"But just as the past was not without its honor, so the present is not without bitterness." Sterling A. Brown, 1937.

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     The first half of the twentieth century was marked by the efforts of Black Americans everywhere to overcome the effects of legalized racism and discrimination and to share more fully in the American ideal of democracy and equality. While Washington’s Black elites coalesced around issues important to the uplift of the race, the city’s masses of poor, undereducated and more recent migrants attempted merely to survive. Washington continued as a magnet, attracting Blacks from elsewhere and, by 1920, had the largest percentage (25%) and third largest Black urban population (110,000) in the country. Throughout much of the twentieth century, and particularly in the early decades, Washington’s Black community was plagued by poverty, disease, crime and ignorance. Prevalent in the city after the Civil War, these conditions were continually aggravated by the increasing numbers of newcomers seeking better opportunities and by the general neglect and disdain of the white community. Health care and housing for most were atrocious. The Freedmen’s Hospital, established during the Civil War, served as the primary health care facility for the city’s Black population, shouldering an unfair burden, since the city’s better equipped facilities were closed to Blacks. At the very least, however, poor housing had an immediate and severely debilitating effect upon the health and crime problems experienced in the community.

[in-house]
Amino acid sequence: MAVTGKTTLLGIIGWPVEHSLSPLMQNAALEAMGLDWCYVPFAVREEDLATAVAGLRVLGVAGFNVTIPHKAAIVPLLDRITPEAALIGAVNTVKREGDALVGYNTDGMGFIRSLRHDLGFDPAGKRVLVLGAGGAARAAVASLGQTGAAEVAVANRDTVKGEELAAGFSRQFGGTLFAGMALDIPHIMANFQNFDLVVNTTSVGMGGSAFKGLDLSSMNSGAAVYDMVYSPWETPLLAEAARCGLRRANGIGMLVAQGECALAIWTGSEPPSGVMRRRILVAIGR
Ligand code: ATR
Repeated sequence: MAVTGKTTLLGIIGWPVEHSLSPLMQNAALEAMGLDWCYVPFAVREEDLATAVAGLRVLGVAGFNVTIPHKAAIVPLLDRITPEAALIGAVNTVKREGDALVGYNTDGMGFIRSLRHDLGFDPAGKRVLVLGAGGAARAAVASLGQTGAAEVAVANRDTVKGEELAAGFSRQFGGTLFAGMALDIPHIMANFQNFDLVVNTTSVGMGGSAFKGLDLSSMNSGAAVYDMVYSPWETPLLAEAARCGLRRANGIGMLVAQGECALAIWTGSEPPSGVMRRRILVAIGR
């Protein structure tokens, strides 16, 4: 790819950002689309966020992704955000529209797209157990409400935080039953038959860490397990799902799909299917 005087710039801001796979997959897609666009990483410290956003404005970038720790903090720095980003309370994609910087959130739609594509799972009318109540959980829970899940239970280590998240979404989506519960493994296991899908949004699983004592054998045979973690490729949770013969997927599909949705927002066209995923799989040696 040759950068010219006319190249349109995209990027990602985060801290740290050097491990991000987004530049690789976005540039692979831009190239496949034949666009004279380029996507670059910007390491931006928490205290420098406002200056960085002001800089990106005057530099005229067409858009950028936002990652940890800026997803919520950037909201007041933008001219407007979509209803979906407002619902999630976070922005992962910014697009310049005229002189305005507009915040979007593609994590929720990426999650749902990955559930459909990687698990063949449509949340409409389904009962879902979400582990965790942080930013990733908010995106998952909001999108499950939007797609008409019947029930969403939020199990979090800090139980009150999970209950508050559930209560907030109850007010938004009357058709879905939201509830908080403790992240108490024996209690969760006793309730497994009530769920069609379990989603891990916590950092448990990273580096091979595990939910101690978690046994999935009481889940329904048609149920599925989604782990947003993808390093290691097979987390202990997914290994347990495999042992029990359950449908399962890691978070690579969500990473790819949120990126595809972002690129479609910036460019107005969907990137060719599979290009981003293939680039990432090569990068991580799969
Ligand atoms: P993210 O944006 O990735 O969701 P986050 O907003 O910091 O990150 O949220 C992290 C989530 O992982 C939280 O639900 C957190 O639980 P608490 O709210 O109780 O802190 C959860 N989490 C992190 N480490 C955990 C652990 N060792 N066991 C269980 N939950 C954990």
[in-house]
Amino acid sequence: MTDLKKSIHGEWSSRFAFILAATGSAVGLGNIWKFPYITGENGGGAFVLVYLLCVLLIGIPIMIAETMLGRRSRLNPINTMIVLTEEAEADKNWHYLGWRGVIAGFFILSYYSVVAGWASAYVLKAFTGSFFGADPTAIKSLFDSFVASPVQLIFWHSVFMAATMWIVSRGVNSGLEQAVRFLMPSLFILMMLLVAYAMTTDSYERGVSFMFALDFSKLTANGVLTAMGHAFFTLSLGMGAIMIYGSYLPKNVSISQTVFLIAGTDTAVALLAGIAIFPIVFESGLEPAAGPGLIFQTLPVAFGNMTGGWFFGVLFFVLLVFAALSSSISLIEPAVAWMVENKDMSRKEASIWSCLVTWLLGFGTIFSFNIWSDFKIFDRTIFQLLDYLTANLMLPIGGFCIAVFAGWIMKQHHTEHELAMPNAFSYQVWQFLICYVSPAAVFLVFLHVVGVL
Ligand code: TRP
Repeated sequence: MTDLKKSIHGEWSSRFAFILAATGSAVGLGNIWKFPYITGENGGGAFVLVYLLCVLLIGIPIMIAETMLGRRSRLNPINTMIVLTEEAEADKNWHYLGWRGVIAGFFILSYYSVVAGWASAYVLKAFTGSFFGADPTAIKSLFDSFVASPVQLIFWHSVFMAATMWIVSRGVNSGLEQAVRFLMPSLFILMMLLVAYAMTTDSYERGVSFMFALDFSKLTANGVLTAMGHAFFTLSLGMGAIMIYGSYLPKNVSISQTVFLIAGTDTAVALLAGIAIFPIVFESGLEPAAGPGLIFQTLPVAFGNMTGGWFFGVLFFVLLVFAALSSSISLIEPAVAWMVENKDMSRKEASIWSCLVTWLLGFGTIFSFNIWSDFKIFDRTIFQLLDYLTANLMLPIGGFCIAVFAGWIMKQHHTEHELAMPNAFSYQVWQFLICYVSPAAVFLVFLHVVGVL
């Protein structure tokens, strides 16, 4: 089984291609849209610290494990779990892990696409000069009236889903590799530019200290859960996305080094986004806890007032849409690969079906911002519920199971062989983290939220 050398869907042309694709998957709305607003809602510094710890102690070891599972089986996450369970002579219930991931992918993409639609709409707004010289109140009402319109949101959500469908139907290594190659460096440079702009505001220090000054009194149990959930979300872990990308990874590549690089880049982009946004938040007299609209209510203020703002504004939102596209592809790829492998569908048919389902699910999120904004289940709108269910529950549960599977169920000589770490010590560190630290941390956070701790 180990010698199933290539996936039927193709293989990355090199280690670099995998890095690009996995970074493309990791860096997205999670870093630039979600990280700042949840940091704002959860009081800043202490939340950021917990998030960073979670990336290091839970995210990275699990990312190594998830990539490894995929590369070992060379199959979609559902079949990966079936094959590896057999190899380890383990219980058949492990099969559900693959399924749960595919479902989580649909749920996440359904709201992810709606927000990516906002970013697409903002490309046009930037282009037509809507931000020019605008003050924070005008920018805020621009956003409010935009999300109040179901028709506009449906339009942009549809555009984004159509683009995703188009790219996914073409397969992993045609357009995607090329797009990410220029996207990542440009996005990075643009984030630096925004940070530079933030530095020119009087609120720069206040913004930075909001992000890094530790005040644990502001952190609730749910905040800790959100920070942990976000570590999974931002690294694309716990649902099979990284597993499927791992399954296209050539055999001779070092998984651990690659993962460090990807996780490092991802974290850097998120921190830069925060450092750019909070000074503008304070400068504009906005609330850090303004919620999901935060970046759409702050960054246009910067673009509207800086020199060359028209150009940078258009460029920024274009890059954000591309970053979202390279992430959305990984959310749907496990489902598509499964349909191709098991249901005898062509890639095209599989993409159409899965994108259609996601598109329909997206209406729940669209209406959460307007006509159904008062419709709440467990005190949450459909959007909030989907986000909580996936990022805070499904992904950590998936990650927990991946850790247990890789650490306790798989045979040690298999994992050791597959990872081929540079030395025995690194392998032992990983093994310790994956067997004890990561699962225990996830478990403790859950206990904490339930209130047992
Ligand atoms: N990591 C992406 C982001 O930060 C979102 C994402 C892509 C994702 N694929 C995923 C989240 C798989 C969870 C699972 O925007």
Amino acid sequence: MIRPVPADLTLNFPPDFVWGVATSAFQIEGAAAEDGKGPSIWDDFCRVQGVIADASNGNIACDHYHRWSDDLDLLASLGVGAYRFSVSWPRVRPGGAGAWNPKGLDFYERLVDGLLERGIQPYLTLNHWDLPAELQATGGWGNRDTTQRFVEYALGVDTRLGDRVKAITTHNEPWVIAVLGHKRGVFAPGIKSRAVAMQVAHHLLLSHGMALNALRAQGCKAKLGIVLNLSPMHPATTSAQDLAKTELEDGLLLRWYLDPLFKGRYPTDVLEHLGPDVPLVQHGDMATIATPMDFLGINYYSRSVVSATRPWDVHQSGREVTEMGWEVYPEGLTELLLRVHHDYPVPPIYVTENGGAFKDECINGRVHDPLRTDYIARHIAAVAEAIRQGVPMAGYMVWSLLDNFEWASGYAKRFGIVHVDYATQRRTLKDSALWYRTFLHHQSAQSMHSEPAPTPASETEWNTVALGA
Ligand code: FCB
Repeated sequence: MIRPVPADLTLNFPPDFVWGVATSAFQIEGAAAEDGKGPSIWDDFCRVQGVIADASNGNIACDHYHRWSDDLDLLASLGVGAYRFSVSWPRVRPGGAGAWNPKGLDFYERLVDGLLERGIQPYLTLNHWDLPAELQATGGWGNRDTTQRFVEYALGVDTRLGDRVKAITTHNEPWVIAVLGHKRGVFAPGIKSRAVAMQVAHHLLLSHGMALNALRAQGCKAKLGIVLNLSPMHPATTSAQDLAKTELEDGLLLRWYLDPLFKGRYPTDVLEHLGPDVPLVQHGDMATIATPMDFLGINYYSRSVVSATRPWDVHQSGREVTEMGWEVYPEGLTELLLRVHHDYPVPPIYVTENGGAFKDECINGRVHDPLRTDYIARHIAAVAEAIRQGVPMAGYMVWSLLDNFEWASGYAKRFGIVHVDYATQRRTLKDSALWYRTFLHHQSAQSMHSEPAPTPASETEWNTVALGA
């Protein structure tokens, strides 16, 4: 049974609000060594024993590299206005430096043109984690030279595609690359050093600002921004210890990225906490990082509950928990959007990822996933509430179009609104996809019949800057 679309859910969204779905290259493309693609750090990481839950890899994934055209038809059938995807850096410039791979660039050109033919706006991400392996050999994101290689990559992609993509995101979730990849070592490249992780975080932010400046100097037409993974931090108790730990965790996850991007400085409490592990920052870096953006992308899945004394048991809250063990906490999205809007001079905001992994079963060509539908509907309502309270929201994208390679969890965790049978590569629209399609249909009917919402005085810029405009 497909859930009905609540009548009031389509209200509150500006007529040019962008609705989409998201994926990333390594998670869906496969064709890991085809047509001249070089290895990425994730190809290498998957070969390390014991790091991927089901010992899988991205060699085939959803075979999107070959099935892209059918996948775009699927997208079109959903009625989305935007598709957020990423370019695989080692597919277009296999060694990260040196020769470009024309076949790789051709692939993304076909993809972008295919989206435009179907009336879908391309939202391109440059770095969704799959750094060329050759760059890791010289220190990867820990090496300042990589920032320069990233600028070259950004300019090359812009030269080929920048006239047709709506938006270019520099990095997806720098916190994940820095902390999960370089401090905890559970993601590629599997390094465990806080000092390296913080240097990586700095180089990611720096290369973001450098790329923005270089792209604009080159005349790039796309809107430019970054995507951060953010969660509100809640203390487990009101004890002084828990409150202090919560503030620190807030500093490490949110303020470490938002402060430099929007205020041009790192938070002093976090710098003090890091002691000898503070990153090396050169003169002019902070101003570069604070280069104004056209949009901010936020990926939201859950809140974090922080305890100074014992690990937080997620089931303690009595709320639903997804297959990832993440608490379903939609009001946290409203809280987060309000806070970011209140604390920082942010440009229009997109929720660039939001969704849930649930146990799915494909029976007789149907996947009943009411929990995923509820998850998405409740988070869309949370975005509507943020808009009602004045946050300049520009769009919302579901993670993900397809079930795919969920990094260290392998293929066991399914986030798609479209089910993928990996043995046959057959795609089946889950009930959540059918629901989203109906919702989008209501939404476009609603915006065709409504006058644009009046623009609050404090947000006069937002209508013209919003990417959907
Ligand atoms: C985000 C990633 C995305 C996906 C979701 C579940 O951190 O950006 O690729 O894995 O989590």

The ghettoes and poor living conditions which are prevalent today in many of our neighborhoods are the realization of circumstances long in the making. Blacks who migrated to the city during and after the Civil War lived in the squalor of contraband camps and the primitive communities which sprang up throughout the area. Many early migrant Blacks occupied space generally unfit for human habitation. In later years their descendants and new arrivals continued to find themselves relegated to mere excuses for shelter – the city’s alleys and vacant spaces in the city’s least desirable areas. Southwest Washington attracted a large Black population because of this. Along with Capitol Hill and northwestern parts of the city, its alleys provided living spaces which ultimately became a shameful aspect of the city’s residential development. Hundreds of alleys throughout the city housed thousands of poor, mostly Black residents and were for many years a common aspect of the city’s culture. LeDroit Park was one of the exceptions. Originally developed in the late nineteenth century as an exclusive, white enclave, it eventually became home to some of the city’s more well-to-do Blacks, such as Robert and Mary Church Terrell, Anna J. Cooper and Paul Laurence Dunbar. 

 

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HUAN 6
November 2000